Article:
Authors: Ayebaesin Jacob Beredugo and Frans Viljoen

Keyword: protection of fundamental rights, protection of human rights, South Africa


Agenda 2063: A3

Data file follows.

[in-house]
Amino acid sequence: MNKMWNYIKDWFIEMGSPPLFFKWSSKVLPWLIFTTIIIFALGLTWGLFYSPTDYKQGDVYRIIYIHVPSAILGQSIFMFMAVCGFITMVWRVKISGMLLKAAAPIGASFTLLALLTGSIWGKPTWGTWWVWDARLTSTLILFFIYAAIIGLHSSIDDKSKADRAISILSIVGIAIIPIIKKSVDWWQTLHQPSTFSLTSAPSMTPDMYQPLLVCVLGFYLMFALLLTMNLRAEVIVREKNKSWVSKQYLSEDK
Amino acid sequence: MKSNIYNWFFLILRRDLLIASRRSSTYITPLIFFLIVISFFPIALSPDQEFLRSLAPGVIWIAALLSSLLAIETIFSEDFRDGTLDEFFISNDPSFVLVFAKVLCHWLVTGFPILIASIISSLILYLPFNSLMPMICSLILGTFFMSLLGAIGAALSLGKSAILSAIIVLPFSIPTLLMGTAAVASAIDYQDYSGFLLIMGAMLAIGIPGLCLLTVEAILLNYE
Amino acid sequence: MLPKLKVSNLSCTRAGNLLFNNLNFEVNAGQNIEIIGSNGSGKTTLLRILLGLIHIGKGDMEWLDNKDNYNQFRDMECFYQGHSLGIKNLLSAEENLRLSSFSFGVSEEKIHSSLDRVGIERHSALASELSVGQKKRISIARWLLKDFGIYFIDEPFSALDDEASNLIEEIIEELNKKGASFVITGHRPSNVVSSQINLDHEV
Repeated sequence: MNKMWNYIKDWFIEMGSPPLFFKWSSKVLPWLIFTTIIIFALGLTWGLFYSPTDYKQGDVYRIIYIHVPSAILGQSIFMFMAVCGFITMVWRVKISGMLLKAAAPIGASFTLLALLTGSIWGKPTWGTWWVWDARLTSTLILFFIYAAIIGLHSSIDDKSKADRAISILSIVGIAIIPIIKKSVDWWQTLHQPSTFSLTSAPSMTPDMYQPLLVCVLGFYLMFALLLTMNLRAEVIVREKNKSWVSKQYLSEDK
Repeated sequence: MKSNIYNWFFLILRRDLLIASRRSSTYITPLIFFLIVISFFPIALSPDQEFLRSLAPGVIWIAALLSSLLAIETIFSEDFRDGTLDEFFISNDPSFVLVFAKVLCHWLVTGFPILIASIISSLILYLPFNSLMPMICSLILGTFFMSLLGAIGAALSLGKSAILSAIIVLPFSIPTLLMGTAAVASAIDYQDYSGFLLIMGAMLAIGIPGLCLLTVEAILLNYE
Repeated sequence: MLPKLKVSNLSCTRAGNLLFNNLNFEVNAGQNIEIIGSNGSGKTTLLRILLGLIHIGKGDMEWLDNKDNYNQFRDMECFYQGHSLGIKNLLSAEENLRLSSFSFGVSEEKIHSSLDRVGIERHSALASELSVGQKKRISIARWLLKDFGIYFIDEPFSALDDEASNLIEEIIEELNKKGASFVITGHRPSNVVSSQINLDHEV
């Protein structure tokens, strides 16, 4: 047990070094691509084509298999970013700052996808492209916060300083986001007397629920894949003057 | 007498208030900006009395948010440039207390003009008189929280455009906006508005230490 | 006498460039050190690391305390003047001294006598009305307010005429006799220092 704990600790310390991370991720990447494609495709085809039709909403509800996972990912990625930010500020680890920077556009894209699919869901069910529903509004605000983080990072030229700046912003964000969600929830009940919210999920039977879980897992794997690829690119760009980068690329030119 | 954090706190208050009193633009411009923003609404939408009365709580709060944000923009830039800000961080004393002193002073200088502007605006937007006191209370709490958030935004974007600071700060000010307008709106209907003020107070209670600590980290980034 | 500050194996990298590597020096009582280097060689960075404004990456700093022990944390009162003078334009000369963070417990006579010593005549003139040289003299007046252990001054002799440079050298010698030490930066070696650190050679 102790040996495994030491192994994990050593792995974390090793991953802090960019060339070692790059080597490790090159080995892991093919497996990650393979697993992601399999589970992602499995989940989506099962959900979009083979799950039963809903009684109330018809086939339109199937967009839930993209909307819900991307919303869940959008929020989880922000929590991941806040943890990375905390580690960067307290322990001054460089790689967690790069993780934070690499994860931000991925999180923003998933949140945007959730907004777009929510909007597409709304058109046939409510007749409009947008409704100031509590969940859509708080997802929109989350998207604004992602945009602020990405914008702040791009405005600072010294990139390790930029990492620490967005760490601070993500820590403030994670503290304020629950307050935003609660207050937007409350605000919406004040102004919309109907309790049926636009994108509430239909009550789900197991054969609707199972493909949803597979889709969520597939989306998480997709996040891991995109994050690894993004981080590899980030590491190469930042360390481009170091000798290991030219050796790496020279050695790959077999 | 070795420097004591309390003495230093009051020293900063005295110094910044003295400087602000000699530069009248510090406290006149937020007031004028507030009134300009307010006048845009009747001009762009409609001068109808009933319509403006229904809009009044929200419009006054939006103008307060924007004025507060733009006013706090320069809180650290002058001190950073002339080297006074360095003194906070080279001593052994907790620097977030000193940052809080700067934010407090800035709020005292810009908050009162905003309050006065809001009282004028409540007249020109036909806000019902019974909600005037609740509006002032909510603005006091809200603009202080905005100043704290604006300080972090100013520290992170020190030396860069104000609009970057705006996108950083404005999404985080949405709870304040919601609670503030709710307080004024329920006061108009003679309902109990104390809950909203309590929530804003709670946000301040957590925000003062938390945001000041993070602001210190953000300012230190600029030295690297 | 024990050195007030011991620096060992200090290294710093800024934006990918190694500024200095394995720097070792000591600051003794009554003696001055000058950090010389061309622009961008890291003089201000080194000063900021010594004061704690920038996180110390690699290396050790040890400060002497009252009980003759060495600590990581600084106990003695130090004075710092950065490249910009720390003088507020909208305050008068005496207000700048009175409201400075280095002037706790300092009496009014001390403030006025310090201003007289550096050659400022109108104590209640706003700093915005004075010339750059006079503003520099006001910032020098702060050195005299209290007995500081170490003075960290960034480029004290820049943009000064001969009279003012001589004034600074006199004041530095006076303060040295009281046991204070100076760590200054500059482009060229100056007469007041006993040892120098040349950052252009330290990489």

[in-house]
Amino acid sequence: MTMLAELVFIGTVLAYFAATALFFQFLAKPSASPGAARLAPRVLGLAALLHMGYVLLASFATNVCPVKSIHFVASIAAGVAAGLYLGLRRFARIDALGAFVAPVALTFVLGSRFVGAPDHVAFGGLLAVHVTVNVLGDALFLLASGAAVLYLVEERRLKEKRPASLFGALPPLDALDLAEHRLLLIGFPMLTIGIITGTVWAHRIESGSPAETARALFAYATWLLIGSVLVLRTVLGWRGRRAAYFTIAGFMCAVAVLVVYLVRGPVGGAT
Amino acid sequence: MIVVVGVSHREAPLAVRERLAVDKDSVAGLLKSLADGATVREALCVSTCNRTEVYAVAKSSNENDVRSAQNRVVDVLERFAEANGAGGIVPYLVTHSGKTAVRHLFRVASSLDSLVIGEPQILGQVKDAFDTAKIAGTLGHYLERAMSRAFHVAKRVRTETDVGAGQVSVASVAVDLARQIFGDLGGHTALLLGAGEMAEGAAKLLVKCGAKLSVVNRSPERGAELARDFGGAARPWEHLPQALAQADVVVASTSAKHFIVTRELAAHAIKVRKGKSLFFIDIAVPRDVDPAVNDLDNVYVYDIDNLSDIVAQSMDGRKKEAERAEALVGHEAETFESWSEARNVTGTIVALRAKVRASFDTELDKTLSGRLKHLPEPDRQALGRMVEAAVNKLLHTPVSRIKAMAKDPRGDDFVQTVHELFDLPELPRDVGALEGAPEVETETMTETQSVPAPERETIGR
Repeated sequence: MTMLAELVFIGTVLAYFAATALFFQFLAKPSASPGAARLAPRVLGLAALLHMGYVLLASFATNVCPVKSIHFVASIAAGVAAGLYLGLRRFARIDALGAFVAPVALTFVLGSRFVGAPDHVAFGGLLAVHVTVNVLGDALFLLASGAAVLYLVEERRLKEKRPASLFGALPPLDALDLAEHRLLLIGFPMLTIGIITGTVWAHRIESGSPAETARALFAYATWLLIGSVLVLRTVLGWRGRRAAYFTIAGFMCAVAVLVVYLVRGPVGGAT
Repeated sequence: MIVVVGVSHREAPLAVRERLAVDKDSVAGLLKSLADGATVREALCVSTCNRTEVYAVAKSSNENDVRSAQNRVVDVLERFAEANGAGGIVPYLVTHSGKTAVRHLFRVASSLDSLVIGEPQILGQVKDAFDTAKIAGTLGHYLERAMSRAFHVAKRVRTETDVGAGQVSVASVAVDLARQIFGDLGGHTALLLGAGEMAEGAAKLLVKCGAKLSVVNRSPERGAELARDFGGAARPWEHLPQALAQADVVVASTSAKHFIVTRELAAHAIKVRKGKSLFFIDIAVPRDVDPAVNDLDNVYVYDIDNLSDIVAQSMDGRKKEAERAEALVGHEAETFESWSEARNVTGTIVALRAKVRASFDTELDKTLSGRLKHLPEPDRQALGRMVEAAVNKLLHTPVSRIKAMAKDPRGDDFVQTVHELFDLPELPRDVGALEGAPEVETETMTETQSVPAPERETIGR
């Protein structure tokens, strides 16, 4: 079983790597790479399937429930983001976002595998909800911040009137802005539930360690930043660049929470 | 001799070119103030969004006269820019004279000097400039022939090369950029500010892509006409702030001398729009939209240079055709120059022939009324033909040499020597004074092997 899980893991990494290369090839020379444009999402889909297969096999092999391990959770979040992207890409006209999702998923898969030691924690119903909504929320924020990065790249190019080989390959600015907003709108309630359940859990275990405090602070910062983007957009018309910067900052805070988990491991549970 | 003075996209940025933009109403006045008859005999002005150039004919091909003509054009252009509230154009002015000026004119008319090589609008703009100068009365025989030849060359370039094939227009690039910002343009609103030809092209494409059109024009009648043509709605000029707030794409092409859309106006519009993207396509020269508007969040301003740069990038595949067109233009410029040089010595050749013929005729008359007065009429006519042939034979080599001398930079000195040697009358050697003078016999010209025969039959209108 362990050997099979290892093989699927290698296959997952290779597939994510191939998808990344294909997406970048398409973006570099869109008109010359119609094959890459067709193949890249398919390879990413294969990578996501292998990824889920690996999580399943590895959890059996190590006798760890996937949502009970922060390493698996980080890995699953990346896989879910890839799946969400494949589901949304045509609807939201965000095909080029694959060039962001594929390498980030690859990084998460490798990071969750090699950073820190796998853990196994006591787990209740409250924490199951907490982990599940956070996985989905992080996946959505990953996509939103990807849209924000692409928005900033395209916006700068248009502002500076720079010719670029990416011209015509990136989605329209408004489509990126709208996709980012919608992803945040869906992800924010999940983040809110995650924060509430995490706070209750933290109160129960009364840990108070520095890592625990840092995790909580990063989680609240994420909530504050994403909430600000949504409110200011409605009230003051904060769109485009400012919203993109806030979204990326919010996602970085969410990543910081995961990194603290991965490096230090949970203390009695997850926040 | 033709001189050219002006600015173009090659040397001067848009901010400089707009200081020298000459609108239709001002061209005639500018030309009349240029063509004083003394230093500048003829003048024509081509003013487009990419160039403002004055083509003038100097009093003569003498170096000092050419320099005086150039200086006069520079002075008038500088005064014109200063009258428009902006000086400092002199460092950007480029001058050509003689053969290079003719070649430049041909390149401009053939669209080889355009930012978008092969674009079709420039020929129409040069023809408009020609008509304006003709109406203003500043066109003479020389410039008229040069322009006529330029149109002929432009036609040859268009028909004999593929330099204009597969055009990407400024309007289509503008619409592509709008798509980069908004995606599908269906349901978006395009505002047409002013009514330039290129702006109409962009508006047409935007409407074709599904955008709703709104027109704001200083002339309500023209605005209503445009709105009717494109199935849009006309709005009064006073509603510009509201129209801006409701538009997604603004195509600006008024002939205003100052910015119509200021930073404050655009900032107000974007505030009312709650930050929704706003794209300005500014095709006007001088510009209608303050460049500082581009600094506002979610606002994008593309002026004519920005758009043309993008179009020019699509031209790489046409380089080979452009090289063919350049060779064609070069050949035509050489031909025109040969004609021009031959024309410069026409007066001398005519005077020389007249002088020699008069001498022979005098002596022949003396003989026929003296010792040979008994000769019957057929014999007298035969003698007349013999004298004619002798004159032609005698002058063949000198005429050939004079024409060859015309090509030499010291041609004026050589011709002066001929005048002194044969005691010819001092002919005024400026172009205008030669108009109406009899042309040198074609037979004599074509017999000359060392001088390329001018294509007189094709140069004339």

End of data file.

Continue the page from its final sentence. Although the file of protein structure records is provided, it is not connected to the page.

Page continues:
Although national Human Rights Commissions (NHRCs) are institutional mechanisms suitable for advancing the domestic implementation of socioeconomic rights, traditional approaches to the advancement of these rights have more readily focused on the role of courts. This process has witnessed the prioritisation of the justiciability of these rights above other non- and quasi-judicial means for their realisation. As a result, contemporary scholarship has barely noticed the role and practical efforts of NHRCs in this regard. To fill this gap, this article evaluates the mandate, activities, and effectiveness of NHRCs in three selected Commonwealth African countries – Nigeria, South Africa and Uganda – and identifies four factors which either impair or enhance their effective performance of this role: the explicit provision of socio-economic rights as justiciable guarantees in the constitutional framework of states; the granting of an explicit legal or constitutional mandate on socio-economic rights to NHRCs; the provision of adequate institutional, functional, and financial independence for NHRCs; and a high level of institutional support from other institutions that ensure states’ accountability for human rights.